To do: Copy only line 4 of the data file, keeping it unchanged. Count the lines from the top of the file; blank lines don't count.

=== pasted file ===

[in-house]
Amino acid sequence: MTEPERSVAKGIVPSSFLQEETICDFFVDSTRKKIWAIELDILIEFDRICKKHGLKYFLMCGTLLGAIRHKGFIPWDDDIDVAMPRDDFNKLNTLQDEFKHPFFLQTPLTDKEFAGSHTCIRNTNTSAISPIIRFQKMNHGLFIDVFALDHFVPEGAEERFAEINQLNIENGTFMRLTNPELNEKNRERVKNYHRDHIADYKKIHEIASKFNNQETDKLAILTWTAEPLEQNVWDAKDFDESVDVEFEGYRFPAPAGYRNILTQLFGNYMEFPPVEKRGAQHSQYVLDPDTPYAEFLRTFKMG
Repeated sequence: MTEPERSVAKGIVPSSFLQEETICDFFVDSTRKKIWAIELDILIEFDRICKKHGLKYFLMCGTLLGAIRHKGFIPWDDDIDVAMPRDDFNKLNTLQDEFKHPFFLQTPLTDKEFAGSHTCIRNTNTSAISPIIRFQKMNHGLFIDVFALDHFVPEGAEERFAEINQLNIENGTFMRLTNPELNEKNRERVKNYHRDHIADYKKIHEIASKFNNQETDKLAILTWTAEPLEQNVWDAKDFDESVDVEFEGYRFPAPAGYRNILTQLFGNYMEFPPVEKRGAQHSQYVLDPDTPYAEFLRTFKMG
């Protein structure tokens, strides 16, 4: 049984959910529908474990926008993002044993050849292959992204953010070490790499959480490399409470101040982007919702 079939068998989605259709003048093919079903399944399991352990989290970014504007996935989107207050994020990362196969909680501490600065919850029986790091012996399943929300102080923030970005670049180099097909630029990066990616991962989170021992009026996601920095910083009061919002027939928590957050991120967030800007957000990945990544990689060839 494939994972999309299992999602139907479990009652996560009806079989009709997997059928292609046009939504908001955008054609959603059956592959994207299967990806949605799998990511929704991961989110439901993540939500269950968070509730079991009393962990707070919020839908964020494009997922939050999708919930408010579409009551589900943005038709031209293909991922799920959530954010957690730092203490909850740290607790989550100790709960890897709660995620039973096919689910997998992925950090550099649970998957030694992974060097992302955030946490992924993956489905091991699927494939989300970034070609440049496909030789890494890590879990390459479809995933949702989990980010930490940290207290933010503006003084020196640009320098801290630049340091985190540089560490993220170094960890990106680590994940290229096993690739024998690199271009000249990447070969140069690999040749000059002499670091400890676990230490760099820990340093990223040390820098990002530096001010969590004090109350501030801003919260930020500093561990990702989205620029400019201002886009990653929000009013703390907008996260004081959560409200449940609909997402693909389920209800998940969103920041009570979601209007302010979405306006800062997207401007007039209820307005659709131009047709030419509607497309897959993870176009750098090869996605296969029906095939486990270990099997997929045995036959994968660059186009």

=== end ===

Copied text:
């Protein structure tokens, strides 16, 4: 049984959910529908474990926008993002044993050849292959992204953010070490790499959480490399409470101040982007919702 079939068998989605259709003048093919079903399944399991352990989290970014504007996935989107207050994020990362196969909680501490600065919850029986790091012996399943929300102080923030970005670049180099097909630029990066990616991962989170021992009026996601920095910083009061919002027939928590957050991120967030800007957000990945990544990689060839 494939994972999309299992999602139907479990009652996560009806079989009709997997059928292609046009939504908001955008054609959603059956592959994207299967990806949605799998990511929704991961989110439901993540939500269950968070509730079991009393962990707070919020839908964020494009997922939050999708919930408010579409009551589900943005038709031209293909991922799920959530954010957690730092203490909850740290607790989550100790709960890897709660995620039973096919689910997998992925950090550099649970998957030694992974060097992302955030946490992924993956489905091991699927494939989300970034070609440049496909030789890494890590879990390459479809995933949702989990980010930490940290207290933010503006003084020196640009320098801290630049340091985190540089560490993220170094960890990106680590994940290229096993690739024998690199271009000249990447070969140069690999040749000059002499670091400890676990230490760099820990340093990223040390820098990002530096001010969590004090109350501030801003919260930020500093561990990702989205620029400019201002886009990653929000009013703390907008996260004081959560409200449940609909997402693909389920209800998940969103920041009570979601209007302010979405306006800062997207401007007039209820307005659709131009047709030419509607497309897959993870176009750098090869996605296969029906095939486990270990099997997929045995036959994968660059186009």